And so the trio went out of the fortress, down to the Road of Imminent Doom, Danger, and Death, in search for a mysterious religious figure named God.

It took about four days until the three reached the road, and about another week until they reached living (if you can really use that word anymore) beings. It was an old merchant. The merchant was sold out. Out of the Road of Imminent Doom, Danger, and Death, out of the afterlife, out of anything really, as long as you brought the Out to God. 

“So God is real?” cried Oliver.

“No, not to my knowledge,” said the merchant, “But others would disagree, claiming he’s just down the road,” said the merchant, gesturing to the seemingly never-ending road, “Others have and will always disagree.” He sighed.

“Well could we purchase an Out?” said Jack.

“Sadly, I’ve sold out. I’m just on my way to replenish my stock,” replied the merchant.

“Well how long will it take for you to return?” asked Benjamin.

“It could take up to infinite years,” said the merchant.

Unfortunately, the three did not have infinite years to spare. So they continued down the Road of Imminent Doom, Danger, and Death. Along the way, Benjamin the Conqueror decided to tell the story of the Road, the Kingdom, and God.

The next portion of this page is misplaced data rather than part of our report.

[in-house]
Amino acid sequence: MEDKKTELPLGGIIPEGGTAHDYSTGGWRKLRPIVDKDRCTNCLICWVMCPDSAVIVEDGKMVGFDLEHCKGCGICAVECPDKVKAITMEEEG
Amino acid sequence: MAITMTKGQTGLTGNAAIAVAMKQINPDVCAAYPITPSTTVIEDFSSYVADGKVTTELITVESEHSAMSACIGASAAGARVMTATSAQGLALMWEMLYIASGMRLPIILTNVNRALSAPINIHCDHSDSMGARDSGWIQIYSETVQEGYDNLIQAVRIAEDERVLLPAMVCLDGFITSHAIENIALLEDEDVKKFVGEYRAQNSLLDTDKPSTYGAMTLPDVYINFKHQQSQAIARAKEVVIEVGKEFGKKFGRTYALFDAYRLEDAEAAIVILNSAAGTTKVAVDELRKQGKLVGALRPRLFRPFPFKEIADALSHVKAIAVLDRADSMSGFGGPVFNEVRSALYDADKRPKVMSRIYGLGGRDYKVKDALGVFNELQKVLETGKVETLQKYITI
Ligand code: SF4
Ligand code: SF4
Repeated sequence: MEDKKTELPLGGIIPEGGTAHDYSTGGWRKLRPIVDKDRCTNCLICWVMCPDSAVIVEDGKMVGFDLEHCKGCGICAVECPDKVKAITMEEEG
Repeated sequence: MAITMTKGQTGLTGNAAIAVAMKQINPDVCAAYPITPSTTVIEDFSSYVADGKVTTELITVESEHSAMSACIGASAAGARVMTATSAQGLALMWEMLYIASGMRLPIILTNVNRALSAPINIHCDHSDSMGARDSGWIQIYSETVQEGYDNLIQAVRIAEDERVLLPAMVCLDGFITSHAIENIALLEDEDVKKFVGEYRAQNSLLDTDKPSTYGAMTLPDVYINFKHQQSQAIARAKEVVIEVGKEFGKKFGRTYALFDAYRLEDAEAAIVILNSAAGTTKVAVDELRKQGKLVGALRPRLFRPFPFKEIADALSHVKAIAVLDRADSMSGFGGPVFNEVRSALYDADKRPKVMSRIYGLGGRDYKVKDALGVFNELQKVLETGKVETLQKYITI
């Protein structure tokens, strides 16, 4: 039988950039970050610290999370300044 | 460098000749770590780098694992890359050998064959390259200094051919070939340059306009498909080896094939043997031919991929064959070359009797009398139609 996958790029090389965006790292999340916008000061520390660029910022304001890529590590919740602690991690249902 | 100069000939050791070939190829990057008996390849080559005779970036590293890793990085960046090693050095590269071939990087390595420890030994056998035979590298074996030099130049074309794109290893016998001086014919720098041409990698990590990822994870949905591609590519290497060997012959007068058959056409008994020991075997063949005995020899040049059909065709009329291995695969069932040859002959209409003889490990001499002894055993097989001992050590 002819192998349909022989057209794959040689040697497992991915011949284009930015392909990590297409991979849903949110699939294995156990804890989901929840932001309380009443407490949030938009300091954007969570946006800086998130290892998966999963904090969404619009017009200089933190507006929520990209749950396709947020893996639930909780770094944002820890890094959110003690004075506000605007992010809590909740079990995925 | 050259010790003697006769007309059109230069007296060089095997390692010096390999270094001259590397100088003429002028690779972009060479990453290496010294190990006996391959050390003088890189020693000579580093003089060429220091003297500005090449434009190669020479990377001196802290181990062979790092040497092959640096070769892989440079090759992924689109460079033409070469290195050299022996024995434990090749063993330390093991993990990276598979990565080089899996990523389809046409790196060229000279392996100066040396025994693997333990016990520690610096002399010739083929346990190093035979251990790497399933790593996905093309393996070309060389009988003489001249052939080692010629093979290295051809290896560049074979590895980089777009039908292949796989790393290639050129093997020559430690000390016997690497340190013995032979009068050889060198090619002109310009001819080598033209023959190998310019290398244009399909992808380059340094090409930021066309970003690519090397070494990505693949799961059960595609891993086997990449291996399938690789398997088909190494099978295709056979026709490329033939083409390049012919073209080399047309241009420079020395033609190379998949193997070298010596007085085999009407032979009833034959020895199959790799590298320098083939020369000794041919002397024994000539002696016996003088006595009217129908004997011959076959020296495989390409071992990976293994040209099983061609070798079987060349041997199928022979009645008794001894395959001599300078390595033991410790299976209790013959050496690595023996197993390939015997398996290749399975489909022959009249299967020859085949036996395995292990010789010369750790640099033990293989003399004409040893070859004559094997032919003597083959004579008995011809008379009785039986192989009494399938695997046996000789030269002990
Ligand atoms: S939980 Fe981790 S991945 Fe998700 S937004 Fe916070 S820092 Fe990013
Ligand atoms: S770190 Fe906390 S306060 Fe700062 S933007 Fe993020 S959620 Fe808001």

“When I was alive, in a time before records, I had conquered land from Vrehnguard to as far away as Blaqtek and Garn’s Sea.”

Oliver didn’t seem to recognize any of these places, but continued to listen as he had nothing much better to do walking down a road that led to imminent death in search of God. 

“Nothing stood before me besides terminal illnesses which ended my life twenty-three years into my rule. After I passed, I joined fallen brothers and comrades, rebuilding my kingdom, Aapq. Time passed. The living kingdom fell, and the citizens came to join the kingdom, spreading sadness and despair. People began shutting themselves off from the outside world, they began, with lack of a better word, stopping. I forget how it happened, but the kingdom’s name became what you know it as now-the Kingdom of Solitude and Ending. People began seeking what the Kingdom once was. A semi-small group went on a search for God. Eventually, the party split into two groups. One of the groups was almost entirely driven to death, while the second one got lost in Infinity, giving birth to the Road of Imminent Doom, Danger, and Death and the Everlasting Road.”